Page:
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Particulars of Christianity:
314 End Times Prophecy (Eschatology)

Prophetic Symbols:
Several Possible Scenarios (Part 1)

Prophetic Symbols: Several Possible Scenarios (Part 1)
Prophetic Symbols: Several Possible Scenarios (Part 2)
Prophetic Symbols: Several Possible Scenarios (Part 3)
Prophetic Symbols: Corroboration from a Secular Geostrategist

Articles 7-12
Articles 13-18
Articles 19-25
Articles 26-29

Before we begin, we want to stress regarding those concepts in this section, which may or may not be regarded as somewhat novel, that these concepts have NOT been developed in light of recent geopolitical trends including the tragic events of September 11, 2001. As those who have read the previous version of our articles on end time symbolism will probably notice as they read this revision, the basic concepts of those previous articles have not been changed but instead have simply been expounded upon in greater detail with greater Biblical support. And as we noted at the beginning of that previous version of this study, those concepts were developed prior to the events of September 11, 2001. And, once again, this is an important fact to stress because we want to clearly state that interpretations of end times prophecy and symbols should NOT be driven by current events and the desire to adapt our interpretations to those events. In keeping with that principle, the main premises asserted in both this revision and our original series of articles were developed prior to and apart from recent geopolitical developments since September 11, 2001.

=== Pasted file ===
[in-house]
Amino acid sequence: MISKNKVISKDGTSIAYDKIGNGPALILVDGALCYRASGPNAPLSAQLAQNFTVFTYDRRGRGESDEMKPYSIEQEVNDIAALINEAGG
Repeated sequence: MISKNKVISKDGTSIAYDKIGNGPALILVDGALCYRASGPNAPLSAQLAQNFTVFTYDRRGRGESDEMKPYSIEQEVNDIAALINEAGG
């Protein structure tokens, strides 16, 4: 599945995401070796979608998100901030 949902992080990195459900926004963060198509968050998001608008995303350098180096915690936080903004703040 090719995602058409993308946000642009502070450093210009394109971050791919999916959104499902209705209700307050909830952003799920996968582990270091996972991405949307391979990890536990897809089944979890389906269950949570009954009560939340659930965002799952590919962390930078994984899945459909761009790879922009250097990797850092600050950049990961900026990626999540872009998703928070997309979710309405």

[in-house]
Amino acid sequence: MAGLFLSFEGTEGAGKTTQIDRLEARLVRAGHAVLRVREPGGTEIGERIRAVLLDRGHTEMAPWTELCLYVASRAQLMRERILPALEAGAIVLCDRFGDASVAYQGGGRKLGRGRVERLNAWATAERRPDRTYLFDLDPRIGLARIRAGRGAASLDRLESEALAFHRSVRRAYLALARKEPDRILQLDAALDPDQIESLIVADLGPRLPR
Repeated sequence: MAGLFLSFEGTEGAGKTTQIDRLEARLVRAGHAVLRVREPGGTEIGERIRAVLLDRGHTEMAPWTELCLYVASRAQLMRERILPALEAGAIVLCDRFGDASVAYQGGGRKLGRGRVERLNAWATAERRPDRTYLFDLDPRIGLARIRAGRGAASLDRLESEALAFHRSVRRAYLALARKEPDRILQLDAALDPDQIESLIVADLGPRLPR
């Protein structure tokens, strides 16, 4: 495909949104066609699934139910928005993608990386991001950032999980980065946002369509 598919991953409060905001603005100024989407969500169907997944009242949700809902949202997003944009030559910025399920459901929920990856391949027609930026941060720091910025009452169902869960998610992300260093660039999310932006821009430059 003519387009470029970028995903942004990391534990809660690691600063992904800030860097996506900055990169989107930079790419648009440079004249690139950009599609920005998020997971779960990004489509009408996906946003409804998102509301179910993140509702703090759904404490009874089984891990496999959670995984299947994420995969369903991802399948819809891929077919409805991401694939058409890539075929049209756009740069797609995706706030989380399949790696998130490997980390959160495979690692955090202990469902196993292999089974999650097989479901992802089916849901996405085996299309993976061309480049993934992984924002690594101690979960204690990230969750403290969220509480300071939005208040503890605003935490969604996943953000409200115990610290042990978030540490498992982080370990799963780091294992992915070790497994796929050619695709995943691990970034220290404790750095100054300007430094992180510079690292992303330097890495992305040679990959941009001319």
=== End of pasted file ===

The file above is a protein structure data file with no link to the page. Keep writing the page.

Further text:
With that said, we will now move on to discuss the topic for this section of our study.